Grahame’s satirical point seems to be that no matter how hard the protagonists try to “pass”—meticulously observing the trappings of English custom and class—they are plainly and obviously not human, condemned forever to be the Other, and able to exist only thanks an English social milieu too polite to mention their “monstrosity”. Thus we can view The Wind in the Willows, for decades mistaken for an innocent children’s story, as a science fiction allegory (and an important early influence on Animal Farm) satirising the closeted gay subculture of Edwardian Britain.

May Reading

Books Acquired

  • Out of Sheer Rage | Geoff Dyer

Books Read

  • Made by Hand | Mark Fauenfelder
  • The Origins of Sex | Faramerz Dabhoiwala
  • Wood Engraving: How to Do It | Simon Brett
  • Salvage the Bones | Jesmyn Ward
  • Otherwise Known As the Human Condition: Selected Essays 1989–2010 | Geoff Dyer
  • Great Expectations | Charles Dickens
  • Out of Sheer Rage | Geoff Dyer
  • Believing is Seeing | Errol Morris
  • Home Fires | Gene Wolfe
  • Uncle | J. P. Martin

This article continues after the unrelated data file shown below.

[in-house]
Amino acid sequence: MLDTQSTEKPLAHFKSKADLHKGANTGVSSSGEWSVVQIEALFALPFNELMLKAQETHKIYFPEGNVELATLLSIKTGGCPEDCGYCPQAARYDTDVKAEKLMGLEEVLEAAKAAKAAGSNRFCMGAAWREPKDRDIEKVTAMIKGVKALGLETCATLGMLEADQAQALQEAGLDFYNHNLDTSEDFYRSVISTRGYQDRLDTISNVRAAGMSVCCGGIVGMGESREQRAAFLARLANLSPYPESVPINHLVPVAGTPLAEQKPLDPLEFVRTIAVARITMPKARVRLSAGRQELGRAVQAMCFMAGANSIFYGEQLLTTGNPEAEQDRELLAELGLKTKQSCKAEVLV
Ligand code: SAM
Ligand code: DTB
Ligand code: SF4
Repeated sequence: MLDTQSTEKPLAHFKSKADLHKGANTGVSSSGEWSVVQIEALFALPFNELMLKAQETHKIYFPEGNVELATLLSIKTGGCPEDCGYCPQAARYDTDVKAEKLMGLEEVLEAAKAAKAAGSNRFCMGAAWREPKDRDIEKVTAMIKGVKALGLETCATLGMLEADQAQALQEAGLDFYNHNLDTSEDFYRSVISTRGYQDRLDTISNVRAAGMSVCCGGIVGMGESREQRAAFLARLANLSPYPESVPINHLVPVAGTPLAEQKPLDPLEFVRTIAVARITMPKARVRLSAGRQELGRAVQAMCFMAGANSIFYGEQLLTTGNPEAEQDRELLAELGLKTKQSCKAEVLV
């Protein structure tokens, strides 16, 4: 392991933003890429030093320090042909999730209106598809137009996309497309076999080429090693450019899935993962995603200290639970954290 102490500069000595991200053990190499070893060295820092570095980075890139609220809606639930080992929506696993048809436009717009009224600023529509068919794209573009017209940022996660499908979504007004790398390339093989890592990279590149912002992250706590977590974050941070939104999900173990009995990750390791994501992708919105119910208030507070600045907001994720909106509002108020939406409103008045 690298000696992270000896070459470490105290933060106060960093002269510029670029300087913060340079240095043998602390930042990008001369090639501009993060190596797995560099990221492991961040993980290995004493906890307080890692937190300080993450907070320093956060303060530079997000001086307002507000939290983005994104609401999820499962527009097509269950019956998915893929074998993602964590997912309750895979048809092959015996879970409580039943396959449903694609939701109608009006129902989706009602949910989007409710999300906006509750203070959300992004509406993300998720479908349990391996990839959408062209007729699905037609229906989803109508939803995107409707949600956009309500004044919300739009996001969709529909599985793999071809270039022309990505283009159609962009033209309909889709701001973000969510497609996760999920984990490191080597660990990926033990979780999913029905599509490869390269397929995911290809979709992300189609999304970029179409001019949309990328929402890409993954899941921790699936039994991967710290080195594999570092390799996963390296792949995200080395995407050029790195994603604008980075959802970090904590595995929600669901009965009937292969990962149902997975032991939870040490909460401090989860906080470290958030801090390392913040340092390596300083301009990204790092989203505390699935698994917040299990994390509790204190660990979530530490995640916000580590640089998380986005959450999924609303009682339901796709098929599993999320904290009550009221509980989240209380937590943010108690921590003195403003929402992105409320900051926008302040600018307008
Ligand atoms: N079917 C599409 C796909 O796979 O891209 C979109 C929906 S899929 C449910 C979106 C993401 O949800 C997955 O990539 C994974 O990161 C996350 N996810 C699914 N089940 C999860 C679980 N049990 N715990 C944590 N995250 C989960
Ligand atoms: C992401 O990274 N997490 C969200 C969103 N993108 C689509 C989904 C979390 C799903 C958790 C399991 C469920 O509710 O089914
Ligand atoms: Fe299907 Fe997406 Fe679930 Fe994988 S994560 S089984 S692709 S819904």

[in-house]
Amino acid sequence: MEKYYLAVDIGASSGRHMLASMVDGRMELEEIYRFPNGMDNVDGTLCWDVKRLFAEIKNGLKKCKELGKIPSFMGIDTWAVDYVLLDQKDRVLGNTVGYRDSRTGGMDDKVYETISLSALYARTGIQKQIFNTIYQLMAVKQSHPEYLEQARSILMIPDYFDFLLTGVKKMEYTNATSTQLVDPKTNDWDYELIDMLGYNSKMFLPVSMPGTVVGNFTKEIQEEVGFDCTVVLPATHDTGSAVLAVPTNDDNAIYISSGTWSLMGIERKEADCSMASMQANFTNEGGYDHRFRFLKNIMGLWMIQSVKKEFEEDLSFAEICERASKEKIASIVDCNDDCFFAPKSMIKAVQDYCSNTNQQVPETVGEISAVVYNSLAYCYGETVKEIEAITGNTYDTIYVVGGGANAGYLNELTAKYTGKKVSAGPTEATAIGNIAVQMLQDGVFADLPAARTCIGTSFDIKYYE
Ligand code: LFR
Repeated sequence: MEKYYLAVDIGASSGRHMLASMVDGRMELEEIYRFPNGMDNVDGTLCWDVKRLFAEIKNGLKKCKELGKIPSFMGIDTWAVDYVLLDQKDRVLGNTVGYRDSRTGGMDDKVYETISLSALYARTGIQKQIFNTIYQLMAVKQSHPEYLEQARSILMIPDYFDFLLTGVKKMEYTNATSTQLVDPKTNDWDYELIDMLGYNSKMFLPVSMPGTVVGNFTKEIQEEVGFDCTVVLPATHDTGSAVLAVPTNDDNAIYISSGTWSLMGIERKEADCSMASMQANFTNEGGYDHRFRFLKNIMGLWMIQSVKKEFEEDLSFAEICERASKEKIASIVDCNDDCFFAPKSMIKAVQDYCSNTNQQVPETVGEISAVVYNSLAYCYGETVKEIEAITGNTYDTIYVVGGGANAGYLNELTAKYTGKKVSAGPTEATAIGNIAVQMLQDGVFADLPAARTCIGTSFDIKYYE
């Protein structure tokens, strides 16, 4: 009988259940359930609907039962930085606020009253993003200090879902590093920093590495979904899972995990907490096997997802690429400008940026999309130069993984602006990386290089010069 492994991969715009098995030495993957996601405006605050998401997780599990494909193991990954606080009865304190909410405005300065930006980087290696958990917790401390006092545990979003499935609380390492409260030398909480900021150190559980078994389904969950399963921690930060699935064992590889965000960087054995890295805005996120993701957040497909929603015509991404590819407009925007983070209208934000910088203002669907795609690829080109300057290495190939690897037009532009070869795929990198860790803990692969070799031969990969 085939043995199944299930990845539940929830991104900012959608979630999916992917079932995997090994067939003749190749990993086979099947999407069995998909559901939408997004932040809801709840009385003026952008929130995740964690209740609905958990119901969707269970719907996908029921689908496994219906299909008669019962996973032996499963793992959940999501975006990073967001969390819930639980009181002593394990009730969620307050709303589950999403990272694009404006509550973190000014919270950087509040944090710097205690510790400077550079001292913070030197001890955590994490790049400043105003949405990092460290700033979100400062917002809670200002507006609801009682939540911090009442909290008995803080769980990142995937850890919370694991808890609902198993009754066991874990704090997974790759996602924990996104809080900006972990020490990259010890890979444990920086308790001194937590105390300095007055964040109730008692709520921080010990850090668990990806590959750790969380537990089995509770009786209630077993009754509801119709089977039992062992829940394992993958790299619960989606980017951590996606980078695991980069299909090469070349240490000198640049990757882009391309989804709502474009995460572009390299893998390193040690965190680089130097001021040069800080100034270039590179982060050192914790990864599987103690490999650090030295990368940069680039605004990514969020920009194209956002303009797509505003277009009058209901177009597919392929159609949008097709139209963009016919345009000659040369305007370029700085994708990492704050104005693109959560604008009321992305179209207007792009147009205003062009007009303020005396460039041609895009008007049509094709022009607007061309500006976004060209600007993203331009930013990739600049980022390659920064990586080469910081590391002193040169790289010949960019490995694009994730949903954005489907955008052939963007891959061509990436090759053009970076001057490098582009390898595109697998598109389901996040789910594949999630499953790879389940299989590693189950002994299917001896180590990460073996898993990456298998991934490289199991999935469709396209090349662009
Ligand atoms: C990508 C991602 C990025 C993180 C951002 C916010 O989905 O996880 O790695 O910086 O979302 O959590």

• Uncle Cleans Up | J. P. Martin
  • Uncle and the Battle for Badgertown | J. P. Martin
You cannot draw a figure; you can only draw something about the figure. If this sounds a difficult idea, substitute ‘say’ for “draw’.
—Simon Brett, in Wood Engraving: How To Do It.

Western sexuality was, until the Enlightenment, more or less Talibanic, with execution of homosexuals and adulterers and no notion of individual privacy. Most histories of sexuality get started around 1800, but in The Origins of Sex Dabhoiwala catalogues the fundamental change between 1650 and 1800 that created modern sexuality: the idea that sex was benign, that it was a private secular matter, that men not women had the greater sexual appetite, that prostitutes were to be pitied not feared, and many other assumptions that largely shaped Victorian sexuality and weren’t re-examined until the late 20th century. It’s a bit discursive, with more than strictly necessary on the economics of prostitute reform, or the trade in plagiarised pictures of notorious courtesans. Rather than telling a chronological story, chapters are on range of topics in parallel over the same time period, which does cover the same ground several times.

The sexual universe Dabhoiwala outlines is sometimes shockingly foreign: prior to the Enlightenment, it was “common knowledge” that women needed to have an orgasm to conceive. Which all sounds very jolly. But if a woman became pregnant after being raped she must necessarily have enjoyed it, so the sex was therefore consensual. Not so jolly now, eh? But the saddest words I read were “…shortly before his execution for blasphemy…”, referring to Edinburgh student Thomas Aikenhead in 1697. It’s currently fashionable in academic circles to knock the Enlightenment, but we don’t execute many people for blasphemy these days.